Factual error: When Connie asks Frank how much power he has he responds 5000 Horses. His train has only one locomotive 1206 that is an EMD SD40-2 that is rated at 3000 HP. Furthermore, when asking about power of a train it is typically given as HPT (Horsepower per Ton) and not as the total horsepower of the locomotive. (00:47:50)


Factual error: In the yard scene when Dewey tries to change the switch, the throttle lever slips from idle to full power. This would not have been possible. Throttle levers are notched, and require significant force to move.

Factual error: In the scene immediately after the locomotives that were trying to slow 777 get derailed and blow up, the next scene immediately shows Colson in the cab of his train exclaiming about the explosion which he sees just over the tree tops. Impossible. Colson's train is still miles away on the head on collision course with 777, and Colson could not possibly see this explosion, let alone as if it was just around the bend.

Factual error: In the yard when the air hoses are discovered to be not connected, the purpose of the connected hoses is to release the brakes, not apply them. With the hoses disconnected the brakes on all the cars are automatically applied.

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Suggested correction: I'm a locomotive engineer. The air hoses have to be hooked up to apply and release the brakes. They are not necessarily applied if the hoses are disconnected.

They will apply if the gladhands disconnect en route.

Factual error: Towards the end, when the red pickup is alongside 777 with Colson on the back, the camera shows the speedo of the truck, and the needle going over 60 MPH. This speedo shot is of a 1967 Shelby Mustang GT 500, not a Ford Super Duty. As an aside, this shot is taken from "Gone in 60 Seconds", with Nicholas Cage.


Factual error: In the scene where they try to slow the train with 2 engines and lower an engineer aboard, at the end the 2 engines derail as they go onto a siding and explode. Engines like these would never explode in real life, and none have ever done so in any derailment in history. They only contain diesel fuel which is very difficult to ignite, only other cars with flammable materials ever explode in real derailments. In the scene they do not strike anything else with explosive potential, and the explosion is not necessary for the plot. The engineer aboard could likely have died still just from the speed of the derailment.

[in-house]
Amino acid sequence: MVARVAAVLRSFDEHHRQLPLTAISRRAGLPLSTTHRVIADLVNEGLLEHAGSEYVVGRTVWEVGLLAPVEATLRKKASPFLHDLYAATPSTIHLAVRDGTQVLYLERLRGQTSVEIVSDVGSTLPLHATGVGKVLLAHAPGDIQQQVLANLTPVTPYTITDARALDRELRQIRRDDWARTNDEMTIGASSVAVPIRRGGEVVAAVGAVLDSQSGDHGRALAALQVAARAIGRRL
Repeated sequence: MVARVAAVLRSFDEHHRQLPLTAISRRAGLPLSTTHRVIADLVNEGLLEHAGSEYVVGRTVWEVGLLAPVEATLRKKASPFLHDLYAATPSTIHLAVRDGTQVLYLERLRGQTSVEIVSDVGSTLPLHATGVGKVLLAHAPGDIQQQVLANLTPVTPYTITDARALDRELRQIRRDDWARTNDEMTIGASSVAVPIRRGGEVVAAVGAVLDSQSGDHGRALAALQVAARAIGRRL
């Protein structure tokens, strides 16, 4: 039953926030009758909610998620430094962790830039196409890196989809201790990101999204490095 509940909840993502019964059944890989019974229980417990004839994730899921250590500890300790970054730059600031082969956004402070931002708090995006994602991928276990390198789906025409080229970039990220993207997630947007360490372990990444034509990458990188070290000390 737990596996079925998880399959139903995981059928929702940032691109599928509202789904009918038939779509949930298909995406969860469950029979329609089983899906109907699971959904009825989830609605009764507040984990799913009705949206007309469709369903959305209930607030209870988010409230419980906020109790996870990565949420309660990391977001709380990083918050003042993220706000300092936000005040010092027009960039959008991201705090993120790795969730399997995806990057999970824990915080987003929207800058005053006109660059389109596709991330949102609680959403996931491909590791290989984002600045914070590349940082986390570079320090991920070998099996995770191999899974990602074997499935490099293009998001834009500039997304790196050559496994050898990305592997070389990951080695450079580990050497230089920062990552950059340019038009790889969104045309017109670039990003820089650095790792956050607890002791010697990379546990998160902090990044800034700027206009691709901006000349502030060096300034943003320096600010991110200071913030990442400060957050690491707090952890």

Factual error: In several scenes PA State Police Troopers are shown wearing metal badges on their shirts or jackets. PA troopers do not wear shirt badges. Their hat is considered their badge of authority.

Factual error: The vigilance system on the locomotive, once unattended for at least a few minutes, would apply the brakes (which in the movie said wouldn't work, which is true) however it would also cut the throttle automatically, so the train wouldn't accelerate.

Factual error: Connie is giving orders to people in the railroad control room like she's in charge. In reality the control director is in charge, and the yardmaster doesn't have any authority over him as he is a higher ranked employee, with higher authority than the yardmaster. While yardmasters do work in the control room to help engineers who finished loading, and left yards reach their destinations, they don't give orders to any of the staff in the control room. They only have authority over the yards they manage.

Factual error: In several scenes a PA State Police Captain is shown wearing a "Trooper" style campaign hat. Only PSP enlisted ranks (Trooper, Corporal, Sergeant) wear campaign hats. Higher ranks, including Captain, wear round military "service" caps.

Plot hole: Had one or more locomotives coupled onto the real runaway's front engine, or even just been pushed by it, anyone aboard the "rescue" engine could have just walked to the unoccupied ones and shut them down - no copters or fireballs required.

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Suggested correction: Not necessarily. Some engines may not have a rear cab access (like Frank/Will's engine had). And even if the rescue engine did have a rear cab access 777's engine only had a side access stair which at the speed it was going is more difficult to climb over from the engine in front of it.

Actually 777's catwalk goes across the front, from side stair to side stair, but someone would have to leap over a rail or a chain to get onto it from the other engine. Why would there be stairs on the right side unless there was a catwalk to get to the door on the left side?

More mistakes in Unstoppable

Frank: This ain't training. In training they just give you an F. Out here you get killed.

More quotes from Unstoppable

Trivia: This was Tony Scott's final feature film before his death in 2012.

More trivia for Unstoppable

Question: Wouldn't it be easier if Stewart just attached his cab to 777 and any other qualified personnel with him just walked from Steward to 777 and took control of it, too easy perhaps? Or the welder could have someone with a BB gun in the back to shoot the famous "kill switch" next to fuel tank, instead of the cops trying to?

Answer: Yeah, but it wouldn't be nearly as dramatic.

Answer: Put a man in the back of the truck with a broomstick and use it to push the fuel cut off switch as the truck drives alongside the train.

More questions & answers from Unstoppable

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